You make a good point, but I’ll try to describe why over time the free market will most likely step in to cover this issue and if not the FCC will. This is really not a problem with net neutrality as SMS is not really an internet data communication, it’s more of a voice application as it travels over the SS7 networks. Most, if not all, telco’s build their IP networks using some level of QOS (quality of service). The only time this is needed is when there is no physical separation between their voice/SMS network and their data network. For such telco’s this is a requirement, as without the QOS their voice packets would start dropping or lagging as the porn starts eating up their internal bandwidth. So the QOS stamps the packets as high priority (there are different levels), so that the routers know which packets are more urgent.

    Text messaging (SMS) is currently handled over the SS7 network between telecom providers, and because of this most SS7 connections are still over the PSTN (public switched telephone network) which means they are still fairly reliable. As networks move entirely IP, chances are the physical links between networks will still remain separate in terms of voice and data (for quality reasons). As you can see, separation of voice and data and QOS is very important in telecom networks. Once text messaging starts to be used in emergency situations, the providers will realize this, they can then give the devices the option of setting a level of QOS on specific text messages. They also have every incentive to do this because they will need to charge more money from the end user on higher priority messages to prevent everyone from sending “emergency” messages normally (which they will be able to figure the right price). If by chance the providers don’t want to capitalize on this added service, and the emergency dispatch centers are reporting a high receipt of text messages, you can bet your ass the FCC will step in with more regulation and mandate that all SMS providers have the option of “emergency” level text messages.

    Comment by Brandon W Yuille -

  13. Pingback: Is this bit of data an X-Ray, or what? - Chris Pultz

  14. With all the advances in wireless internet, I envision a car ride that incorporates instant messaging or texting with all cars on the same road, in your buddy list (family, friends), or with emergency vehicles. Of course, texting means verbally dictating. I imagine that we will one day be able to select the license plate of the car ahead of us from a screen and send them a message (if they accept of course). This would allow companies can send out simultaneous messages to every vehicle in their fleet, and emergency vehicles to send messages to Mark Cuban informing him they are going be barreling down his backside well before he hears the sirens. I also understand the problems with this. Telling the guy in the red Pontiac to find a ditch and get in, is also an option and a problem, among others…Thoughts?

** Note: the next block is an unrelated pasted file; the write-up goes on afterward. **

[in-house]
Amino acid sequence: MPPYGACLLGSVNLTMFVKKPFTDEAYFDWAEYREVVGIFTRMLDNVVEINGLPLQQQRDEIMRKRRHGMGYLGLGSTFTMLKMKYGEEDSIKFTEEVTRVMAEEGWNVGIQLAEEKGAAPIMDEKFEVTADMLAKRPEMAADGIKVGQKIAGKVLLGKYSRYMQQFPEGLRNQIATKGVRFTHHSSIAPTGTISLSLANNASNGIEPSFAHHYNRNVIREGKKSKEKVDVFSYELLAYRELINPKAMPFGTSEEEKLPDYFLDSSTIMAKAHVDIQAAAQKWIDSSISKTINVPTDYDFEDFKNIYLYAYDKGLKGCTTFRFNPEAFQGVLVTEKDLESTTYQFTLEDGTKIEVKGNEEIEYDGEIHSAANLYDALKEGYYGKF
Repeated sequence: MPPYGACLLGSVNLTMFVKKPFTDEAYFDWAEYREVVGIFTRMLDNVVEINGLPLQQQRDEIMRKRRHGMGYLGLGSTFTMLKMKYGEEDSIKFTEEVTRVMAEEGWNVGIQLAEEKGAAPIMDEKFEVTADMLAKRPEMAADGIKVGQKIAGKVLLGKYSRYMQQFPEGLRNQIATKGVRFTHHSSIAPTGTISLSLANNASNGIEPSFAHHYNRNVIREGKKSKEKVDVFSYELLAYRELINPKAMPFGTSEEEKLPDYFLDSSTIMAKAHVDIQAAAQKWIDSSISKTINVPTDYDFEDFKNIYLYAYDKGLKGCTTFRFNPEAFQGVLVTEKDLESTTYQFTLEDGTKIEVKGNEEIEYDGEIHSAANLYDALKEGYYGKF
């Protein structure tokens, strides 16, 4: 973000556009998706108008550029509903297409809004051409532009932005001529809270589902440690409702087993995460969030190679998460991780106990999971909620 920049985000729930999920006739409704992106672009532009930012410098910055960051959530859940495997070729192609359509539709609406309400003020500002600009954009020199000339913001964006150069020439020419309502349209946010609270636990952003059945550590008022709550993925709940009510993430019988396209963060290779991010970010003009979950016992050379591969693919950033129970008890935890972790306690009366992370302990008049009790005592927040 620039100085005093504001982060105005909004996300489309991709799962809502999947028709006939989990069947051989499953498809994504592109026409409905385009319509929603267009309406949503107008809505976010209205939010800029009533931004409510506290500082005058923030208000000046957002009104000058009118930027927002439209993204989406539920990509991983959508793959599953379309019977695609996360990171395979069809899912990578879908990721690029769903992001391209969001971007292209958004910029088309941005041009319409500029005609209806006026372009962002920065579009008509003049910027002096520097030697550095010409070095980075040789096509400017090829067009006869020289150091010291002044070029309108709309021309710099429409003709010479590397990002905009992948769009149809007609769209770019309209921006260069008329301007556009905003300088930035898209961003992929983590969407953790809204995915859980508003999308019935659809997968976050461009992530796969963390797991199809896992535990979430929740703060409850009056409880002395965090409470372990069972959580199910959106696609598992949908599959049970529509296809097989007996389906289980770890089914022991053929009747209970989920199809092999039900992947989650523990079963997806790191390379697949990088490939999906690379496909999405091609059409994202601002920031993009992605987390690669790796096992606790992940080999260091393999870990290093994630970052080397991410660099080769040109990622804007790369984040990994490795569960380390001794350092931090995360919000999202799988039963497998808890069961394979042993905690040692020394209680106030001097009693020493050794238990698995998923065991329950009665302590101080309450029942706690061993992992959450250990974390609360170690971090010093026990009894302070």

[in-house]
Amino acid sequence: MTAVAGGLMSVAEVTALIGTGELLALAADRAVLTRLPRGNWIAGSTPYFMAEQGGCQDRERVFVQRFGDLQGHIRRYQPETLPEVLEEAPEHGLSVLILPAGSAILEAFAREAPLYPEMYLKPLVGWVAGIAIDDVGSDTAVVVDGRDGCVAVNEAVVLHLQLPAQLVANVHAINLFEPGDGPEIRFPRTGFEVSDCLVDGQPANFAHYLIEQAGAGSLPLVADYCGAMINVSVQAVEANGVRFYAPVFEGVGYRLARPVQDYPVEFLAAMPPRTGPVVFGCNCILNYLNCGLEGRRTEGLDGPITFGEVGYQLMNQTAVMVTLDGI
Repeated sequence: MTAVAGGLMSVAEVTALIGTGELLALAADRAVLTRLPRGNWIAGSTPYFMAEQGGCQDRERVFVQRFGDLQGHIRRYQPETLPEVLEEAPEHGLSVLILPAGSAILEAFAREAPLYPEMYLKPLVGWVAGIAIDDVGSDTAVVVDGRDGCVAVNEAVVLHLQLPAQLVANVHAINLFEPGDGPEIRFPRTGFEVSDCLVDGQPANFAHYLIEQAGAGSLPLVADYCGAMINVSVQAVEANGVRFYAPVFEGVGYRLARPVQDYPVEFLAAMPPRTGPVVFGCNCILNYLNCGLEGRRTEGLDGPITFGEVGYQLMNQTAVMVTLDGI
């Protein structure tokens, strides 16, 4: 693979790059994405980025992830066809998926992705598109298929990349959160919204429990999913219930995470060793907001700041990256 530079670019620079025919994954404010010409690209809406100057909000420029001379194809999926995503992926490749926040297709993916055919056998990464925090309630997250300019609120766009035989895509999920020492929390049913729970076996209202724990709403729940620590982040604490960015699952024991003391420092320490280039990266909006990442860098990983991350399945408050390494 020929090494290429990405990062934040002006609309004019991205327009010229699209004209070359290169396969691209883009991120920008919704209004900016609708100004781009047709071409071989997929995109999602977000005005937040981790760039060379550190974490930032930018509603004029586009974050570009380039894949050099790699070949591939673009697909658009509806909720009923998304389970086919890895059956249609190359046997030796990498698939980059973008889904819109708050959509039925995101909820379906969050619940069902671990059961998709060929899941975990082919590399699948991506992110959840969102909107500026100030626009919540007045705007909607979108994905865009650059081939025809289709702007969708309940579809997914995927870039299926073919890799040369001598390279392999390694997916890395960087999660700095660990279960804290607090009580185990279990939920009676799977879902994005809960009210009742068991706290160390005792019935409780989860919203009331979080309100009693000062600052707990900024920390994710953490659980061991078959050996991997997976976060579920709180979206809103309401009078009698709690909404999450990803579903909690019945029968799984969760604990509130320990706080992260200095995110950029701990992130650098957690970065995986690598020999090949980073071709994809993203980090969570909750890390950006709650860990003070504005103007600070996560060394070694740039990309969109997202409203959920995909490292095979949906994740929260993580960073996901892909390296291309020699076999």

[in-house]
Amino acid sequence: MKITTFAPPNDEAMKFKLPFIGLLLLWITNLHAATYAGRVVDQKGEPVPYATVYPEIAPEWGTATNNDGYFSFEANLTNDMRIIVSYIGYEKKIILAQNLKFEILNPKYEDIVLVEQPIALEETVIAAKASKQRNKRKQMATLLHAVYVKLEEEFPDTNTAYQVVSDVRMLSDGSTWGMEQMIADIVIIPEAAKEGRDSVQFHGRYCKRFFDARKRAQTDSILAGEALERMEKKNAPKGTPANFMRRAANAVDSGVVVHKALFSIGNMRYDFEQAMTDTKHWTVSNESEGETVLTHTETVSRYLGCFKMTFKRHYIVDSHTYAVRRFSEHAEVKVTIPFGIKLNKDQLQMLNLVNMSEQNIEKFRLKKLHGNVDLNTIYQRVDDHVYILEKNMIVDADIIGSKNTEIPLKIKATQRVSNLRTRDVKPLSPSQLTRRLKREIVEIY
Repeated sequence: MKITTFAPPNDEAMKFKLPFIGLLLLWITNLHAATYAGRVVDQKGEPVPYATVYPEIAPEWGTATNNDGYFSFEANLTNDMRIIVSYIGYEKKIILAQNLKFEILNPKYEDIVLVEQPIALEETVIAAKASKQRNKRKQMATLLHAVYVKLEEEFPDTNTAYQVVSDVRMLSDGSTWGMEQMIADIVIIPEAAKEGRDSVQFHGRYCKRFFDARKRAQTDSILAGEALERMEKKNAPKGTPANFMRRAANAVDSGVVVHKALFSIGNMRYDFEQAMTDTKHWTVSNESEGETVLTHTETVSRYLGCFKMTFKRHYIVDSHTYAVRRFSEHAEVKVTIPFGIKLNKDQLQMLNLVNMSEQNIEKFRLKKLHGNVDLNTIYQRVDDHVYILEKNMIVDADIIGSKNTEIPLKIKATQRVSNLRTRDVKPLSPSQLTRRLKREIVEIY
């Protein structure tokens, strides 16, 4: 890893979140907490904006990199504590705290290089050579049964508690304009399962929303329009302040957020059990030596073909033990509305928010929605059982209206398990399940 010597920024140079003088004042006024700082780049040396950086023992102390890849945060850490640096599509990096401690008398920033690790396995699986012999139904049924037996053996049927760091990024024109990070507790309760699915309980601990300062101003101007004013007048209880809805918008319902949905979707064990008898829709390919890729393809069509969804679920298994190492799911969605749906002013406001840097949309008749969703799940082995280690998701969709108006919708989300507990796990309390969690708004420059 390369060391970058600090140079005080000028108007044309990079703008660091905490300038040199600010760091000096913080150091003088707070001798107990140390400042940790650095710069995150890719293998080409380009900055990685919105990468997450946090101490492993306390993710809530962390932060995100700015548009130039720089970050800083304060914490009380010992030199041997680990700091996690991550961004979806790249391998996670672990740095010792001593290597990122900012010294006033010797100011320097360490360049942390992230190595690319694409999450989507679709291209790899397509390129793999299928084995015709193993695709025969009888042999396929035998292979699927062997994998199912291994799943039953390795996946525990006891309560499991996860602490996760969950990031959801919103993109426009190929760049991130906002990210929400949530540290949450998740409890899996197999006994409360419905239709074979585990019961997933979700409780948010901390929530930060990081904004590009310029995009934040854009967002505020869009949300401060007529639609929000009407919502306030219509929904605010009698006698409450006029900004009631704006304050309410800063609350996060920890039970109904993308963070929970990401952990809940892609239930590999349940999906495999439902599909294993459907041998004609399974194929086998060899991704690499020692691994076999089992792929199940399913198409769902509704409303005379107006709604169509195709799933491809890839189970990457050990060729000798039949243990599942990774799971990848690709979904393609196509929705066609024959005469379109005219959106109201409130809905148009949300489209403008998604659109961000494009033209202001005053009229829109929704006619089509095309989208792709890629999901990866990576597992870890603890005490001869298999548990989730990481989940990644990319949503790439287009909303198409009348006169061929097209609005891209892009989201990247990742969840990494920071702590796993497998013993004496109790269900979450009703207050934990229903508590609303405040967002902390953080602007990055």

Comment by Ian Goodwin -

  15. Don’t need to dump net neutrality. The digital broadcast technology allots dedicated spectrums for emergency usages.

    Comment by freeway2000 -

  16. I wonder if the firetruck could somehow communicate with a networked traffic light system, so that green lights would facilitate better traffic flow in its path. A minute or two may be vital to a life/death emergency situation

    Comment by John Cottone -

  17. I have a strong interest in tele-medicine and am grateful to Mark for beating the drum on this issue. There is zero opportunity for real time tele-medicine, such as videoconferencing with a doctor, unless it is reliable. Quite simply, I would never make an older client adapt to a new technology unless it works.

    Also, to fine tune the pitch: the transmission of XRays and other ‘store-and-forward’ type technologies work pretty ok right now. I think it’s the real time stuff that needs this change the most.

    Comment by Henry McGovern -

  18. When you asked, ‘what does this have to do with the Internet’ I immediately thought you were going to suggest having a system that sends text messages ahead of time to people along an Emergency Vehicle’s potential path, but alas it was a metaphor.

    Comment by Dan -

  19. I saw the same thing happen the other day in Toronto, Mark. It’s amazing how sirens from a firetruck or an ambulance can make people go frantic, and choose irrational actions.

    I was thinking yesterday about how if Twitter was a mainstream utility in 2004 when the Thailand disaster happened, if warning signal tweets could have saved thousands of lives. I would say yes.

    I believe that as we get more connected via the internet, that we will also (in time) become smarter, and more intelligent in the way we make decisions based on the wisdom of the crowds concept.

    Comment by Jeremy Campbell -

  20. the first good argument against net neutrality that i’ve heard. good post…

    Comment by Jonathan Payne -

  21. It would seem that another technology had gone through growing pains such as this when the telephone system was introduced. I’m not sure if “packet” priority is necessarily the answer, possibly the assignment of an individual IP address as a sort of Internet Phone Number. It would be an improvement to be assigned a number that translated to you no matter where you went in the world. Sit down at a terminal, type in your IP, and use any cpu anywhere… But then that would introduce a whole new kind of badguy stealing IP’s… right now no easy answers.